How a Hungarian Rabbi found his saviour.
What happened when Moishe met the Pope?
The Jewish Talmud, when it was written from the 4th century onwards, was full of less than complementary references to Jesus. It was just about the only way the Jewish scholars and sages could fight back against the ominous rise of a Christianity that seemed hell-bent in wiping out the Jewish nation from the face of the Earth. If they couldn’t fight back in the traditional sense, then at least they could do their utmost in ensuring that current and future generations of Jews would be persuaded against joining the enemy. By making Jesus seem such an unsavoury character, they probably largely succeeded.
But even this weapon was eventually taken away from them. The Christians caught on and, in Paris in 1244, the first copies of the Talmud were burnt, after a public disputation between Jews and Christians.
This may, or may not, have been what went on in that disputation …
The Pope decided that all the Jews had to leave the Vatican. Naturally there was a big uproar from the Jewish community. So the Pope made a deal. He would have a religious debate with a member of the Jewish community. If the Jew won, the Jews could stay. If the Pope won, the Jews would leave. The Jews realized that they had no choice. So they picked a middle aged man named Moishe to represent them. Moishe asked for one addition to the debate. To make it more interesting, neither side would be allowed to talk. The Pope agreed.
The day of the great debate came. Moishe and the Pope sat opposite each other for a full minute before the Pope raised his hand and showed three fingers. Moishe looked back at him and raised one finger. The Pope waved his fingers in a circle around his head. Moishe pointed to the ground where he sat. The Pope pulled out a wafer and a glass of wine. Moishe pulled out an apple. The Pope stood up and said, "I give up. This man is too good. The Jews can stay."
An hour later, the cardinals were all around the Pope asking him what happened. The Pope said: "First I held up three fingers to represent the Trinity. He responded by holding up one finger to remind me that there was still one God common to both our religions. Then I waved my finger around me to show him that God was all around us. He responded by pointing to the ground and showing that God was also right here with us. I pulled out the wine and the wafer to show that God absolves us from our sins. He pulled out an apple to remind me of original sin. He had an answer for everything. What could I do?"
Meanwhile, the Jewish community had crowded around Moishe. "What happened?" they asked. "Well," said Moishe, "First he said to me that the Jews had three days to get out of here. I told him that not one of us was leaving. Then he told me that this whole city would be cleared of Jews. I let him know that we were staying right here." "And then?" asked a woman. "I don't know," said Moishe. "He took out his lunch and I took out mine."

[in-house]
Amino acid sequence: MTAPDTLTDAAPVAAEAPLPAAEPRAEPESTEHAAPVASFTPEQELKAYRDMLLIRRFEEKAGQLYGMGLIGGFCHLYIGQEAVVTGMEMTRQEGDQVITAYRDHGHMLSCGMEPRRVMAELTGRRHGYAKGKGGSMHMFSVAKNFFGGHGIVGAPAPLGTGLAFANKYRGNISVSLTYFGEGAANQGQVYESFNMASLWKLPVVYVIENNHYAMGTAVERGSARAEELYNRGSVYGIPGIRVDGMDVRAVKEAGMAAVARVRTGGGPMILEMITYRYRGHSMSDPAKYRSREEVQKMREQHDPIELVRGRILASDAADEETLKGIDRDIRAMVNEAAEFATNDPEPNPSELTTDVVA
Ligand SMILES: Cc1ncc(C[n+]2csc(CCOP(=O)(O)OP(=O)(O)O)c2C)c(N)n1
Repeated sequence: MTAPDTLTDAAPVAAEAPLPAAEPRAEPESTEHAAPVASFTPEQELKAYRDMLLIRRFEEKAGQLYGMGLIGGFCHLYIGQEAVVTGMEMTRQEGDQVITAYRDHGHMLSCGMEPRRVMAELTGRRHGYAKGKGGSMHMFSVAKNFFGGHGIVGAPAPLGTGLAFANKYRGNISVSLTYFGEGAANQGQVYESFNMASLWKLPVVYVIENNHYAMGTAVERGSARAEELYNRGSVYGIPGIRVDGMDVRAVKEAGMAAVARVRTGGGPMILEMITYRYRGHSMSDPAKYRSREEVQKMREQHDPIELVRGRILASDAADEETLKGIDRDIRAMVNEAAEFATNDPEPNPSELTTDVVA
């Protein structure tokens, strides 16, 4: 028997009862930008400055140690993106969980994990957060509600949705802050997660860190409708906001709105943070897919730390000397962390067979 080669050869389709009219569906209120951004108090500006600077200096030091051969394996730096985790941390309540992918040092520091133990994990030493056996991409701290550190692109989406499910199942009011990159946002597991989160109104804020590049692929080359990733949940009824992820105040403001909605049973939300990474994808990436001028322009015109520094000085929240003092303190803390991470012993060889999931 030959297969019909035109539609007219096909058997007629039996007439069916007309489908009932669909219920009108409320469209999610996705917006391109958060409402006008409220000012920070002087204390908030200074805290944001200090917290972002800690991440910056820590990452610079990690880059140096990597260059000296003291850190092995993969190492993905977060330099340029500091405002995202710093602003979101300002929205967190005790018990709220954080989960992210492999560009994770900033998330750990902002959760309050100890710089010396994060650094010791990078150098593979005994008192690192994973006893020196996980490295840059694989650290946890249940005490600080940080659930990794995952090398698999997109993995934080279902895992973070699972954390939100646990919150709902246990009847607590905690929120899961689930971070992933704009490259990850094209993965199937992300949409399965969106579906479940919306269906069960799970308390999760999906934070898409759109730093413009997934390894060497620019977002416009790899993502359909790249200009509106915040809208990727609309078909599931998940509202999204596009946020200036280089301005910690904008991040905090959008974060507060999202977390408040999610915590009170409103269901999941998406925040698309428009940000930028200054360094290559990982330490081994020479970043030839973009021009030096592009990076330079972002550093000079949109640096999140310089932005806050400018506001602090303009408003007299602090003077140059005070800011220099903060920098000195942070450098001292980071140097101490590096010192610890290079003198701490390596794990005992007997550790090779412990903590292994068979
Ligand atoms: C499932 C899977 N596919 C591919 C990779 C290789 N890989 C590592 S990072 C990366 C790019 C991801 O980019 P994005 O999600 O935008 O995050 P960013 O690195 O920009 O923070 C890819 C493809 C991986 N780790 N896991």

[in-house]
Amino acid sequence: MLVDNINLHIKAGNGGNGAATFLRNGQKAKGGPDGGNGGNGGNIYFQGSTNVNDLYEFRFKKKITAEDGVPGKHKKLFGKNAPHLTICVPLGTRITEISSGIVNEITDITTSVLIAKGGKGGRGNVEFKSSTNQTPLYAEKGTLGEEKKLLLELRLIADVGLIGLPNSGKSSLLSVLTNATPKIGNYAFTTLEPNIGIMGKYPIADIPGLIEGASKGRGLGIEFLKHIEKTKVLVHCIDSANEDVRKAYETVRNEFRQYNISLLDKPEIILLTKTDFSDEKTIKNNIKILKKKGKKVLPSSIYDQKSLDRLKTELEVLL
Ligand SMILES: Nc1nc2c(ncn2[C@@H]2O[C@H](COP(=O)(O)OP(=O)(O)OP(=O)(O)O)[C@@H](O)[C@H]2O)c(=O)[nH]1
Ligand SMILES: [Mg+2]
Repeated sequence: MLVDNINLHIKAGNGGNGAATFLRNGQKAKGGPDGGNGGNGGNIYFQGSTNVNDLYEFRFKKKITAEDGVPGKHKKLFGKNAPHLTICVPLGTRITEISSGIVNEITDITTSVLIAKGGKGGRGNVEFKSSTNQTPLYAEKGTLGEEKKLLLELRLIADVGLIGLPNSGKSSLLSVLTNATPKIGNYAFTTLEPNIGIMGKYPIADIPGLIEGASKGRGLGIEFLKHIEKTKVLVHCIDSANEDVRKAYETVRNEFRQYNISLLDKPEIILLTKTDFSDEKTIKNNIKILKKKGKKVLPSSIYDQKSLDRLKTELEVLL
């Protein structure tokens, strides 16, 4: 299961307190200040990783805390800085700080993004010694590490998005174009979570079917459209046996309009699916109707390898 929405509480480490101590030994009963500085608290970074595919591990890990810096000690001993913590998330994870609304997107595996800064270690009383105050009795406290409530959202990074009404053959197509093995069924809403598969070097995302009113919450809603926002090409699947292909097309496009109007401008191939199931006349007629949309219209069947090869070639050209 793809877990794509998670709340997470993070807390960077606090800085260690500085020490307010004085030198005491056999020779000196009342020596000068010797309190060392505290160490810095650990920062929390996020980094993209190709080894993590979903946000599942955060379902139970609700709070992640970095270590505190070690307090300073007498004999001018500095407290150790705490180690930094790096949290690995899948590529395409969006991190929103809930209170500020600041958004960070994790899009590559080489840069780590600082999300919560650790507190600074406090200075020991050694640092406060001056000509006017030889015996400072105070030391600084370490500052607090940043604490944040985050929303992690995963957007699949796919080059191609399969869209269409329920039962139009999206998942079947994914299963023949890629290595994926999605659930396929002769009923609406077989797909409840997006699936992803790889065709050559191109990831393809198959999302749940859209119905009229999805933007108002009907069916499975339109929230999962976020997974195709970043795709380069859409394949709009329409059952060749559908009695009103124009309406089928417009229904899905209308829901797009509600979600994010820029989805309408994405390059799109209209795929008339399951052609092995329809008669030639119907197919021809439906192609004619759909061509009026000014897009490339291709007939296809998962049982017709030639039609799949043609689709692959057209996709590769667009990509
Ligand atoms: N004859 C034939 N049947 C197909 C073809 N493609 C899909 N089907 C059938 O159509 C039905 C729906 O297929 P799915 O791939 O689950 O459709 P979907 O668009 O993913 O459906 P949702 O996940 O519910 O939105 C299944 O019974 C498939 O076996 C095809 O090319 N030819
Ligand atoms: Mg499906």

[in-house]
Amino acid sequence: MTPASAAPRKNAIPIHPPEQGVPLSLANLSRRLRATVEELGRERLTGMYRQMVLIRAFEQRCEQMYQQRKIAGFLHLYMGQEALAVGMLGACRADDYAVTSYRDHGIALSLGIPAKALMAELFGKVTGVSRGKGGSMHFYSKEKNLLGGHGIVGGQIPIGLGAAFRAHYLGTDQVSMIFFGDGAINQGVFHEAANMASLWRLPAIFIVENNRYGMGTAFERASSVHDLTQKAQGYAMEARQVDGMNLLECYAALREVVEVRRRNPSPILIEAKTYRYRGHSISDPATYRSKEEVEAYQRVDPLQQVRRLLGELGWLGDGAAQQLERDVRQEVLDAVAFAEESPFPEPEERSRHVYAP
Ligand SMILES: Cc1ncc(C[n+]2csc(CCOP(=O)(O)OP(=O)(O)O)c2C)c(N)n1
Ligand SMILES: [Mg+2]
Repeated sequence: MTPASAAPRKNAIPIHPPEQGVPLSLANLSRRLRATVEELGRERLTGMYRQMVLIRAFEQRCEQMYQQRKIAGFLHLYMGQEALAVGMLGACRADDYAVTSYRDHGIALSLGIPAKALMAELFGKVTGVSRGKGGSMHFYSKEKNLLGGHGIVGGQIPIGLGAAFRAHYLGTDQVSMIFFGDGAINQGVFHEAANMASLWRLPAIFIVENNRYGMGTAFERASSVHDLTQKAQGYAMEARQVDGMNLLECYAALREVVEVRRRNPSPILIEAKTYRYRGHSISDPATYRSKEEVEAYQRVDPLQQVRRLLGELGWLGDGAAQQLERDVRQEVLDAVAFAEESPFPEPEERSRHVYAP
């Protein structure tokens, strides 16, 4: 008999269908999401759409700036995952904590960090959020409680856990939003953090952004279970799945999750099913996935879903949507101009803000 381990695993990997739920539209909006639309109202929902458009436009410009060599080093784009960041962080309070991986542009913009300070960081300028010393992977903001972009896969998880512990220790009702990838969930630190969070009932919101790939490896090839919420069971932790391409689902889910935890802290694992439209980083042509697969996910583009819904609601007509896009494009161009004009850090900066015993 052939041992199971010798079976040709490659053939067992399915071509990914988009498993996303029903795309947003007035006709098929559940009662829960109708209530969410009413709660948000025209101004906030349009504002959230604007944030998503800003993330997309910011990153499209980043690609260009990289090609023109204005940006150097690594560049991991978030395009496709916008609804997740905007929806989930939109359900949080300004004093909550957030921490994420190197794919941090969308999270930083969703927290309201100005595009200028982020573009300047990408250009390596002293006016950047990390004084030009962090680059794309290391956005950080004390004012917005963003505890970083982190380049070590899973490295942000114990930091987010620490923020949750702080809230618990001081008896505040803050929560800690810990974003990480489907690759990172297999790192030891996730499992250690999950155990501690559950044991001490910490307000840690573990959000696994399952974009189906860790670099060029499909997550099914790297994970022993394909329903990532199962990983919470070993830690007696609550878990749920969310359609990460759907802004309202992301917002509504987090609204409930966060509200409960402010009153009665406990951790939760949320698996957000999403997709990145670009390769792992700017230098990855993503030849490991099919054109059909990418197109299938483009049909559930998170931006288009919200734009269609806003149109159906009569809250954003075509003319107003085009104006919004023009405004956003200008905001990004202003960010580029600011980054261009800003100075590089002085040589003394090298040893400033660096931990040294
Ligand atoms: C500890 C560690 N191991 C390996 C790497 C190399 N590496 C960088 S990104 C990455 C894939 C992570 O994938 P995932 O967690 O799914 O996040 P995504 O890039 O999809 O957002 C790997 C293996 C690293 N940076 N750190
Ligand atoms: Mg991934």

On the other hand, perhaps it didn’t happen quite in that way (in fact it’s a joke, in case you are wondering!)
There were further attacks against the Talmud in a Papal Bull in 1264, with the first attempt at censoring those passages that spoke against Jesus and Christianity. This came further to a head in 1413, in Tortosa, which resulted in another Papal Bull by Pope Martin V, who went as far as forbidding Jews from reading it, though this was largely ignored. The Talmud that was printed in Venice in 1520 was actually produced under the protection of the Vatican.
Yet, the Catholic Church was still not happy and thirty years later commenced a new campaign of Talmud burning. It was the time of the inquisition, when burning of their holy books was the least of the Jews’ problems. More burnings and censorships ensued, culminating in Pope Pius IV’s command in 1565 that the Talmud should even be deprived of its name. From then on it was allegedly to be referred to as “that book formerly known as the Talmud”.
The brand new expurgated, censored and spring-cleaned edition of the Talmud appeared in Basel from 1578. All passages deemed disrespectful of Jesus and Christianity were removed or altered by the thought police. This didn’t satisfy Popes Gregory XIII and Clement VIII, who ordered a fresh wave of attacks on it and prohibitions from reading it. And from then on, wherever Jews and the Talmud could be found, controversy and persecutions followed.
The whole episode reeks of desperation. The learned sages had compiled the Talmud, from thousands of years of Jewish oral tradition. That they were reduced to such pettiness and falsehood in order to discredit the founder of the religion that persecuted them mercilessly has a particular sadness. The behaviour of the Catholics, who burned the Talmud, prohibited Jews from reading it, or doctored it when that failed to work, were just as vindictive and no different to those extreme Muslims of today who are provoked into the same passions by any perceived attacks on their founder.